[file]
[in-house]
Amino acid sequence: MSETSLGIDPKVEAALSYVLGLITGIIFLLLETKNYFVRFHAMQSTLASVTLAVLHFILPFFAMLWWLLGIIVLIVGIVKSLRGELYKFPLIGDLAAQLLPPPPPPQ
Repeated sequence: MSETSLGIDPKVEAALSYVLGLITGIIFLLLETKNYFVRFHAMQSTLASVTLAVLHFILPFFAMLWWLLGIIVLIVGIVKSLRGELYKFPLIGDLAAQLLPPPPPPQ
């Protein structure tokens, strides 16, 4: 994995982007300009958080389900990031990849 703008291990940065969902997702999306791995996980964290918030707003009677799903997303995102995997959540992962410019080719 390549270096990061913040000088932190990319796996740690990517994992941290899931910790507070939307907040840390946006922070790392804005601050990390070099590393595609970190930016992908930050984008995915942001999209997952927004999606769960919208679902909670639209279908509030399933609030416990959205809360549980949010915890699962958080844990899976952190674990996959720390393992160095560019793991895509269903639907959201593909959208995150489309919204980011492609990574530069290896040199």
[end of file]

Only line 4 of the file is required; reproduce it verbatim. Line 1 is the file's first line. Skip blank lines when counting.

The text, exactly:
């Protein structure tokens, strides 16, 4: 994995982007300009958080389900990031990849 703008291990940065969902997702999306791995996980964290918030707003009677799903997303995102995997959540992962410019080719 390549270096990061913040000088932190990319796996740690990517994992941290899931910790507070939307907040840390946006922070790392804005601050990390070099590393595609970190930016992908930050984008995915942001999209997952927004999606769960919208679902909670639209279908509030399933609030416990959205809360549980949010915890699962958080844990899976952190674990996959720390393992160095560019793991895509269903639907959201593909959208995150489309919204980011492609990574530069290896040199």